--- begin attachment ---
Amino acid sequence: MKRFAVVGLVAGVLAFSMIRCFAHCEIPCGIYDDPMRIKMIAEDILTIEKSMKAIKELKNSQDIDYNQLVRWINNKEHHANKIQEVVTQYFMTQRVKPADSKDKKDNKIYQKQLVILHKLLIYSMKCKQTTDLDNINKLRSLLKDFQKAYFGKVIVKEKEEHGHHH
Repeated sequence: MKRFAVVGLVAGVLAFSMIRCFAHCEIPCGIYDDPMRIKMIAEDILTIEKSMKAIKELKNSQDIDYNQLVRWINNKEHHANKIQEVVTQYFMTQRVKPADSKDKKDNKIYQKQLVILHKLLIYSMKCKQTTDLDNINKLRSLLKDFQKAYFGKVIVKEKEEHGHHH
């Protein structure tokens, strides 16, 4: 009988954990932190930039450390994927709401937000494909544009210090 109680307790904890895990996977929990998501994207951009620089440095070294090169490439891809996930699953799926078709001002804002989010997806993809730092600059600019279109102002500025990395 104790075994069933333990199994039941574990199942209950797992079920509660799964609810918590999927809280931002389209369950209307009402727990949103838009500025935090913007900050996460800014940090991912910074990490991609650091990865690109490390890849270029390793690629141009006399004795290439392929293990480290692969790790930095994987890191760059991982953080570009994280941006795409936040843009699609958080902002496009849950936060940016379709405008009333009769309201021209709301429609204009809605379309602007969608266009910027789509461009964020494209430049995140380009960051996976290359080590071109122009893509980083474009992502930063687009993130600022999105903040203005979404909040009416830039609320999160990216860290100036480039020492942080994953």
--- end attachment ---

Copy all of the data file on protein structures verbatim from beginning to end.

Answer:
Amino acid sequence: MKRFAVVGLVAGVLAFSMIRCFAHCEIPCGIYDDPMRIKMIAEDILTIEKSMKAIKELKNSQDIDYNQLVRWINNKEHHANKIQEVVTQYFMTQRVKPADSKDKKDNKIYQKQLVILHKLLIYSMKCKQTTDLDNINKLRSLLKDFQKAYFGKVIVKEKEEHGHHH
Repeated sequence: MKRFAVVGLVAGVLAFSMIRCFAHCEIPCGIYDDPMRIKMIAEDILTIEKSMKAIKELKNSQDIDYNQLVRWINNKEHHANKIQEVVTQYFMTQRVKPADSKDKKDNKIYQKQLVILHKLLIYSMKCKQTTDLDNINKLRSLLKDFQKAYFGKVIVKEKEEHGHHH
């Protein structure tokens, strides 16, 4: 009988954990932190930039450390994927709401937000494909544009210090 109680307790904890895990996977929990998501994207951009620089440095070294090169490439891809996930699953799926078709001002804002989010997806993809730092600059600019279109102002500025990395 104790075994069933333990199994039941574990199942209950797992079920509660799964609810918590999927809280931002389209369950209307009402727990949103838009500025935090913007900050996460800014940090991912910074990490991609650091990865690109490390890849270029390793690629141009006399004795290439392929293990480290692969790790930095994987890191760059991982953080570009994280941006795409936040843009699609958080902002496009849950936060940016379709405008009333009769309201021209709301429609204009809605379309602007969608266009910027789509461009964020494209430049995140380009960051996976290359080590071109122009893509980083474009992502930063687009993130600022999105903040203005979404909040009416830039609320999160990216860290100036480039020492942080994953």